Protecting Plants from the Colorado Potato Beetle
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Question. I have a family farm in central Virginia that has a major pest problem. For years, we have grown mostly potatoes for our family. However, we lose a large portion of the crop to the Colorado Potato Beetle. For years we have used liquid and powdered Sevin with 'ok' results. But I would now like to find a more healthy and natural way to fight the bugs. Can you offer any advice on what types of beneficial insects to use and where to buy them? Or is there a chemical that is safe to use? We plant about 15 acres with potatoes, tomatoes, beans, apples, pears, squash, cucumbers, and peppers; and most things do well even though we can't care for them every day as we live over two hours away in Maryland. But the potatoes get torn to shreds by those beetles. Any information would be helpful. Thank you!
- ---Rick in Louisa, Virginia
Answer. Colorado potato beetles are a notorious pest of potatoes—and they can cross over to chowing down on tomatoes, peppers and eggplant when conditions are right. Of course, your absentee status makes any form of pest control much more difficult. The most important tool of farming (and gardening) is always the daily inspection; otherwise you can't catch problems at an early stage.
As you note in your email, the incredibly toxic and dangerous pesticide Sevin is only 'OK' at controlling the pest, and you are wise to move away from it. What's the point of growing food for your children on poisoned soil?
Now if you looked through our A to Z archives, you saw Colorado potato beetles listed as prime candidates for control by toads—so installing a few ponds and big shady areas near your potato plantings would be a good start (and toads eat a wide variety of other farm and garden pests as well). I'd put some birdbaths right in the middle of the potato patches as well, to make a nice destination for potentially hungry avian avengers.
Although I generally don't recommend tilling (because of the weed problems it can create), deep cultivation in the fall and spring is a good idea until you get the problem under control, as the last generation of adults overwinters in the soil near where the previous season's potatoes grew. Unfortunately, they go pretty deep, so you have to till down low. Crop rotation would also be a really good idea—the adults don't have a lot of energy when they emerge from the soil, so make it a long walk for them to get to this year's plants.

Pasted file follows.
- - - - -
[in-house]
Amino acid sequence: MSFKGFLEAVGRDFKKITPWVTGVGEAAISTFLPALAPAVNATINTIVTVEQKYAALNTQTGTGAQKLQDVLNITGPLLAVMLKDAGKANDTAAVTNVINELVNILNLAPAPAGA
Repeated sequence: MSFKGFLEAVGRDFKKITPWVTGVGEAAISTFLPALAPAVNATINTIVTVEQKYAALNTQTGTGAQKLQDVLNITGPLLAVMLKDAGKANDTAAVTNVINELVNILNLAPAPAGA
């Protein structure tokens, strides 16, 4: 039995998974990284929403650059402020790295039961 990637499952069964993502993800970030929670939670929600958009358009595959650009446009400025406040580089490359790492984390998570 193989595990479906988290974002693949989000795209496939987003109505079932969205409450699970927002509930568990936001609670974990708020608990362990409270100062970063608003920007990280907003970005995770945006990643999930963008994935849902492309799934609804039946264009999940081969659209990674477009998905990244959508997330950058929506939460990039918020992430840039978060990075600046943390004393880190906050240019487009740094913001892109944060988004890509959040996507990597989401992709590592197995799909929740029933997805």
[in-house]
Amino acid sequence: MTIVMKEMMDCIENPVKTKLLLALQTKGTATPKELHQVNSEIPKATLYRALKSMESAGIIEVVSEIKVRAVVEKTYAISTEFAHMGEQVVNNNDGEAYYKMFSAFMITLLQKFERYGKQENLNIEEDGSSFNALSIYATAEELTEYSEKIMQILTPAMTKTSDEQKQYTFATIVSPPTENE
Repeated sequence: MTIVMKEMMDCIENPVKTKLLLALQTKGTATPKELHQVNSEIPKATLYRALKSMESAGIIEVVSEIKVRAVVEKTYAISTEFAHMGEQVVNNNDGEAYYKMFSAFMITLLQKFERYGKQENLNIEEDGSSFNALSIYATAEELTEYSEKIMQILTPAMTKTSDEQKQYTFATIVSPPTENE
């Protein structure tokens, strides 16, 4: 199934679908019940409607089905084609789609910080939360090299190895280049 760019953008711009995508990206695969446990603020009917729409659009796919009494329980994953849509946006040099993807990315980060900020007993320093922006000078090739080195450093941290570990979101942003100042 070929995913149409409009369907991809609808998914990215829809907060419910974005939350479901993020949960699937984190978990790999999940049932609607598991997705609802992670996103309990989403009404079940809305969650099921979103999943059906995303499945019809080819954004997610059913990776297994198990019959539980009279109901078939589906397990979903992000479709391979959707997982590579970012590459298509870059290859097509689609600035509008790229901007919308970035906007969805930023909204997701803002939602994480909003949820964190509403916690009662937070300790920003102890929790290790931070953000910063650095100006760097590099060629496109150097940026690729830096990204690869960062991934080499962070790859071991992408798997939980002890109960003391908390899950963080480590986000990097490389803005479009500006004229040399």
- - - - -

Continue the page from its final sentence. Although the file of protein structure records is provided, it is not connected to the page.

And if you do move your potatoes to another location (always a good idea, even without pest issues), consider surrounding them with a trench lined with plastic—this old-fashioned beetle trap can be very effective.
Because potatoes don't need pollination, row covers can provide excellent protection. These thin spun polyester blankets are a staple of organic lettuce and spinach growing—allowing light, air and rain through, but no insects; and pests can't eat plants they can't reach. Good quality row covers will last for years, and they'll improve the quality of your spuds and give you those super-tasty young 'new potatoes' much earlier in the season, thanks to the little bit of extra heat they give the plants.
Another great way to deter these (and many other) pests indirectly is with a professionally made clay spray—the biggest brand name is "Surround". A godsend for tree fruit growers, the micronized, sprayable clay is 100% natural and doesn't interfere with photosynthesis, but provides a surprisingly effective barrier to pests and disease. And it's specifically recommended for Colorado beetle control.
…As are the beneficial insects you ask about. As any spud grower can tell you, the nastiest part of this pest is its extremely grotesque immature stage—a squishy, sticky, almost formless little leaf muncher that reminds me of Slimer in the Ghostbusters films. Ah, but this soft-bodied stage is much more vulnerable to attack than the armored, somewhat ladybug-like adult. Lots of beneficial insects like to eat or parasitize such soft bodied prey, including real ladybugs, lacewings, and those amazing little mini-wasps. All are available commercially, and you can also attract local versions and get them all to breed and be happy by planting lots of small herbs around your potatoes and allowing them to flower (to provide pollen and nectar) and by filling dishes with pebbles and water (to provide safe areas for them to perch and drink without risk of drowning). Ground beetles also chow down on potato plant pests.
There IS a specific organic spray-on control for Colorado potato beetles: a version of Bt known as Bt San Diego (or Bt tenebrionis) that affects ONLY the juvenile form of the beetle. It works very well on these ugly babies, but it can be hard to find a source of this highly specialized pesticide. Note: This is not the form of Bt that controls caterpillars; all Bts are specific, and the caterpillar kind (known as Bt kurstaki; it's the original) will not harm beetle grubs (although it's an excellent caterpillar control).
Probably the best choice for an all-around organic spray-on bug killer would be one of the spinosad products, which are available under a wide variety of brand names. The effects are concentrated on pests that eat the sprayed leaves, so avoid spraying it directly on any beneficals and it should have little to no effect on your good bugs.